Have you ever caught yourself staring at a new surfboard like you would a piece of artwork? I can certainly say I have, and when I was turned onto Jumper Surfboards by a surfer friend, I had the same reaction. What really strikes me about these boards, shaped out of Putnam Valley, NY by owner/founder/shaper Stephen Jumper, is the effortless combination of functionality, style, and beautiful glassing techniques. I reached out to Stephen to find out a little more about his shaping philosophy and just what exactly makes Jumper Surfboards the quintessential NY board.
How long have you been surfing and how did you get started?
For me, surfing started before I could really remember. I have always loved the ocean and just being part of a wave has been my surfing experience. I started riding boards in the early 2000’s and started going full year surfing in NY in 2007. My first time with a surfboard was at Ditch Plains, that Bruce, a family friend let me borrow, I was hooked.
What inspired you to start shaping?
I love the dynamics of New York. Mountains that provide places to rock climb and backpack, Oceans to surf, and New York City an hour away from both. I started dedicating my time to rock climbing and surfing around the same time. All the friends I met climbing have slowly been converted to surfers. And a lot of the climbers I met already were surfers.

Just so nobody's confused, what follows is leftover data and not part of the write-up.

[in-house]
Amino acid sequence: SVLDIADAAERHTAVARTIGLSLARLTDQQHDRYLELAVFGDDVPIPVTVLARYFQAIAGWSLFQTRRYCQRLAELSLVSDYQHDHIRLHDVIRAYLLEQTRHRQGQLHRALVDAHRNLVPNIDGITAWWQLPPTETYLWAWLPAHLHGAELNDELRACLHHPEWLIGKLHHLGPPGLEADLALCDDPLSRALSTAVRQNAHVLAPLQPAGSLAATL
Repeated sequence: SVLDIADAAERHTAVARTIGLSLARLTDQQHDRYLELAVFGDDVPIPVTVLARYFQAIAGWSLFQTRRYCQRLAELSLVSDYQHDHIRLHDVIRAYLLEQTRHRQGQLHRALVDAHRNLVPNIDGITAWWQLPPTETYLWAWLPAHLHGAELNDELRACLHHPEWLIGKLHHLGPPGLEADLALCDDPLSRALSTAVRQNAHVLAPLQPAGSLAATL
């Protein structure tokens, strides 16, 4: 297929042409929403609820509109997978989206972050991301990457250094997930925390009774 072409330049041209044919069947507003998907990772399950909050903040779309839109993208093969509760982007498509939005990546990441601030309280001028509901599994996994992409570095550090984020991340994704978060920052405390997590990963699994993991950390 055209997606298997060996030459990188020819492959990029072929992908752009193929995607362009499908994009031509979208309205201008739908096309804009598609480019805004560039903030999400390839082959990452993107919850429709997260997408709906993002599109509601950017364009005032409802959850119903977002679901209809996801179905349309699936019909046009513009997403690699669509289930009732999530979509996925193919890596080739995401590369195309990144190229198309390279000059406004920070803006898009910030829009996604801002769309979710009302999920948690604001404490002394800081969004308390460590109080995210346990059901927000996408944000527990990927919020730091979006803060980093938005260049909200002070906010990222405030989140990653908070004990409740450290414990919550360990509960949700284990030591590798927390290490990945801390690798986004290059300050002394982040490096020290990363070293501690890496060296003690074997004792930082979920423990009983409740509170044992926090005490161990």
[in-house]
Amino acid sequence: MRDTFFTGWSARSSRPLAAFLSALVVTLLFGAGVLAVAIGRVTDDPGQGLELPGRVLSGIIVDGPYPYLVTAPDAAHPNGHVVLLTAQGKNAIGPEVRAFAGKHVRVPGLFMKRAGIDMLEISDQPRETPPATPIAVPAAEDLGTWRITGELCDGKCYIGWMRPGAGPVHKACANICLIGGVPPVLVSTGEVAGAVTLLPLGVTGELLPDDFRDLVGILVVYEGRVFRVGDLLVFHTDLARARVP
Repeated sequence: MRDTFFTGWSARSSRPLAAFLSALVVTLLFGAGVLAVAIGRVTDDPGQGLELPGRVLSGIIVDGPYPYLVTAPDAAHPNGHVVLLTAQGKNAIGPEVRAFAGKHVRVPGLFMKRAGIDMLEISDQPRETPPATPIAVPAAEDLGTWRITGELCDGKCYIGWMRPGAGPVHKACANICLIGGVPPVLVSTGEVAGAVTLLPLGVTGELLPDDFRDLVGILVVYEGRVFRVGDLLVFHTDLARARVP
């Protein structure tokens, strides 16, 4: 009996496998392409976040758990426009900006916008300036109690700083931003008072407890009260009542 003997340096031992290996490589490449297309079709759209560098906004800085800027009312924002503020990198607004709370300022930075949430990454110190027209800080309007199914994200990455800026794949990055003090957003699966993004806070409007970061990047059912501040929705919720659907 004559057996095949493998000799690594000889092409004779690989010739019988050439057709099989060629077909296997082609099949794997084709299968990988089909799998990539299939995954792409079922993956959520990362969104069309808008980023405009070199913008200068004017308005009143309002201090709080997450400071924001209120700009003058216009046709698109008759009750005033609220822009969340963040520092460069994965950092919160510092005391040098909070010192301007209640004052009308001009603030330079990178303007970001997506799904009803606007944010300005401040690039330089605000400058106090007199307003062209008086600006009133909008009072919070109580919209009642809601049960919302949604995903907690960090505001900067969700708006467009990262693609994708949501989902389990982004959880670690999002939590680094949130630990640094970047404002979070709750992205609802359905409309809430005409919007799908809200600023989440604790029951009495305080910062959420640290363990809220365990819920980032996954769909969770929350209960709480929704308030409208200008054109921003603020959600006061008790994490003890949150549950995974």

As I began to understand the types of waves we get in NY it inspired me to make a board to suit. I have been skateboarding all my life and every board I surfed always felt too large. And so I decided to make my first board. The concept was to make it short, wide, flat, and thick.
The idea of making my own board stemmed from the idea of how unique of a wave we have here in NY. Its location, diversity of waves types, and varying crowd factor. Flat mushy waves and then hurricane swell the next day. I wanted a board that could do both. I wanted a board that could paddle against the longboards but still fly like a skateboard in super steep shorebreak.
Do you have any shaping idols?
Now that I have shaped and glassed 70 surfboards, it is easy to see when a shaper/glasser puts care into their work. Any board I come across that fits a standard of detail/unique design, which is associated with a craftsman of a professional caliber, gets my respect.
What is your design philosophy?
A lot of my designs are based of the waves we surf in the east coast. I would say that about 90% of the swells we get are under an eight second period. The hurricane swells are the exception. This makes most boards that were developed in California/Hawaii useless here for 90% of the time. The great divide is rocker. I make my longboards with less rocker and I make my super small shovel fish with zero tail rocker. You can surf a 5’2” shovel fish on days when everyone out in the line up has a board that is 8 foot plus. So it comes down to making boards that are suited for the waves we have. The coolest thing about the 5’2” shovel fish is when it does get big and powerful, you will be so use to riding the board, that you will have a blast on an 8-10 foot day. And its super small size will keep you fitting in the wave, even with such flat rocker.